Avalanche Safety Course

When it comes to winter and mountain skills, I realised I didn’t have the relevant knowledge to plan tours and stay safe in the mountains. I want to be confident in the outdoors and know where danger lies and how we can avoid getting into trouble. Being able to read the snow and the understand the conditions are very useful skills to have for not only the First Ascent project but for our every day adventures and training. 

The Backcountry Week event here in St. Moritz was the perfect opportunity to test some skis (high on my list to buy!) and learn about Avalanche Safety so I signed up with the Bergsteigerschule Pontresina mountain guides. 

On the morning of the course, we met at a hotel in central St. Moritz and after a brief introduction, we headed up Corviglia mountain to warm up our legs on skis for about an hour. We stopped for a break and guide Nic gave us a presentation for a couple of hours, a good theory base. He explained everything about the risks, how to read the the charts and what we should be looking out for. He told us about the different type of avalanches which I found really interesting. To get warm again we jumped back on the skis, this time with a different purpose. We stopped often to look at the slopes and the mountains, even gone off piste so we can have a look and feel of the snow. Once we had a little play, we paused for lunch at middle station

and Nic cerated a scenario for us.  One of us was the victim of the avalanche, the other is the group leader who gives instruction to the rest of us. He explained that if it’s a huge lavina covering a larger area, 2 people can do the search, Nic showed us a graphic of the radius and explained the LVS (avalanche transceiver) covers 50-60m and how to use it. We started by

turning it around to find a reach until we got signal. Once there’s a signal of the missing person you can now move faster and when you’re within 5-10m, you can get off your skis and now the detailed search begins.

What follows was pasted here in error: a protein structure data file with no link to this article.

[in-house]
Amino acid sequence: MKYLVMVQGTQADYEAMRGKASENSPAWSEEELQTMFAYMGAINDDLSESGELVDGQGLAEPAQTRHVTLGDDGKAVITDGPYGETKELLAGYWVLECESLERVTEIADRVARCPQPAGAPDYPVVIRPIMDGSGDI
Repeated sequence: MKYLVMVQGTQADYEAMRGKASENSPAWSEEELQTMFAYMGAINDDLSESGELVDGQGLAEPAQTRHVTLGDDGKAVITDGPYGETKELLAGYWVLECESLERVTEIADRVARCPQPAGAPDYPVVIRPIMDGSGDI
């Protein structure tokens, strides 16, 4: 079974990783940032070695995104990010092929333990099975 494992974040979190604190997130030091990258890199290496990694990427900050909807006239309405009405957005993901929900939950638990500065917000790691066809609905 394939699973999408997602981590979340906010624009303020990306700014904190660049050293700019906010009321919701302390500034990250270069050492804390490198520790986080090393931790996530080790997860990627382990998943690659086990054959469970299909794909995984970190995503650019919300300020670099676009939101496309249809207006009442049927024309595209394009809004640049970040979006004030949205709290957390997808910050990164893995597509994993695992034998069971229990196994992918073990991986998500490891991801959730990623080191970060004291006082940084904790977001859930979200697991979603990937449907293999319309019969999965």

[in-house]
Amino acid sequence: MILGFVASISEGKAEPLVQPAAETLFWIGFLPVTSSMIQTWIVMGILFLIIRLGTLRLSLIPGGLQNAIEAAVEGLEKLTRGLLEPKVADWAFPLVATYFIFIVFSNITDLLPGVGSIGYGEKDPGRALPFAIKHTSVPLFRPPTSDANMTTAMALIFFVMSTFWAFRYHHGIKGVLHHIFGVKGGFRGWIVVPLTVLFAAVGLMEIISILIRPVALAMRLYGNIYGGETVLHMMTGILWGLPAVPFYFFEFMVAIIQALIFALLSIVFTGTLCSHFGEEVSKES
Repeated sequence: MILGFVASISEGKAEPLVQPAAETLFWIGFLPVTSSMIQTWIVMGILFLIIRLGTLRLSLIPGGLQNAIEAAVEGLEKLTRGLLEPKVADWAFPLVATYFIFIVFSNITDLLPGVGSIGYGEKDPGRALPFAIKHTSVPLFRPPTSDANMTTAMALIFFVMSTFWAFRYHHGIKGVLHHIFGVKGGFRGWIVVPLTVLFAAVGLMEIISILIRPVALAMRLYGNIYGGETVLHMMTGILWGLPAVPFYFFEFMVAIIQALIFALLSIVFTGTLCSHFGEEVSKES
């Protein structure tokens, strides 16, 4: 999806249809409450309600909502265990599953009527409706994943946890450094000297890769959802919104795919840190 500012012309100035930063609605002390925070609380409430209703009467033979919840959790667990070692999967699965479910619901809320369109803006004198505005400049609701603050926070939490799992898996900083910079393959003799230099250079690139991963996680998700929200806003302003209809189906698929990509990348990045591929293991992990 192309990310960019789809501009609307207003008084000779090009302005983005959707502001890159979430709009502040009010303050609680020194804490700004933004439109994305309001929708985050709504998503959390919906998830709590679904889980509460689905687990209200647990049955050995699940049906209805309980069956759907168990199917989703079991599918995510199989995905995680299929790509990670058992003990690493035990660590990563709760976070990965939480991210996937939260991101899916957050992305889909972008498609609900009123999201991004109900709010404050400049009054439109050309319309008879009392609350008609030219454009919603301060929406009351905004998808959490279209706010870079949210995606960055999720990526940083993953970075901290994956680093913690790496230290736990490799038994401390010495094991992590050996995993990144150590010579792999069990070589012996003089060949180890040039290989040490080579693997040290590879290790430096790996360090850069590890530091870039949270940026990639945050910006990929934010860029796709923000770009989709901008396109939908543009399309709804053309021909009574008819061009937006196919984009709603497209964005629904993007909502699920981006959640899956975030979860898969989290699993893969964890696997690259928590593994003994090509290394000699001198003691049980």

Only one person should do this to stay calm and collected. The device needs to be held on your knee or close to the ground and don’t move it when you’re in 3 meters. At this point, shift from left to the right to get as close as you can, ideally under 2 meters. When you have the point, get the probe out (it’s a very long pole, usually 240cm, and folds into 6 parts) and start poking into the snow as deep as you need as fast as you can, about 10cm apart. If you feel the difference (ie

it’s not a rock that you hit but rather a person or their rucksack), go a meter lower than the hang and start shovelling to hit the person directly. 

Of the buried person, the head and upper body should be clear of snow firstly. If the person is still breathing, you can keep the lower body because the snow isolates so can keep the person warm. Avoid moving them too much until emergency gets there as you don’t know if they injured their back for example.  If they don’t breath, first aid should be given.

Then we went off piste skiing again to find an area with deep snow where Nic hid his rucksack. We returned and the clock started to find his buried rucksack! It was a really exercise to have a feel of just how fast time is passing. I did as he taught us earlier; I shook the device near my head, headed down directly, and when I was within 45m I went towards where the device was showing on my avalanche transceiver. I found the rucksack and now the rest of the people started shovelling in a row. One person shovels and one clears the snow for 2 minutes full

power and then they swap until we got to the bag. It was such a useful course and I’m really looking forward to the advance one with Alex so she can show off her shovelling skills! 


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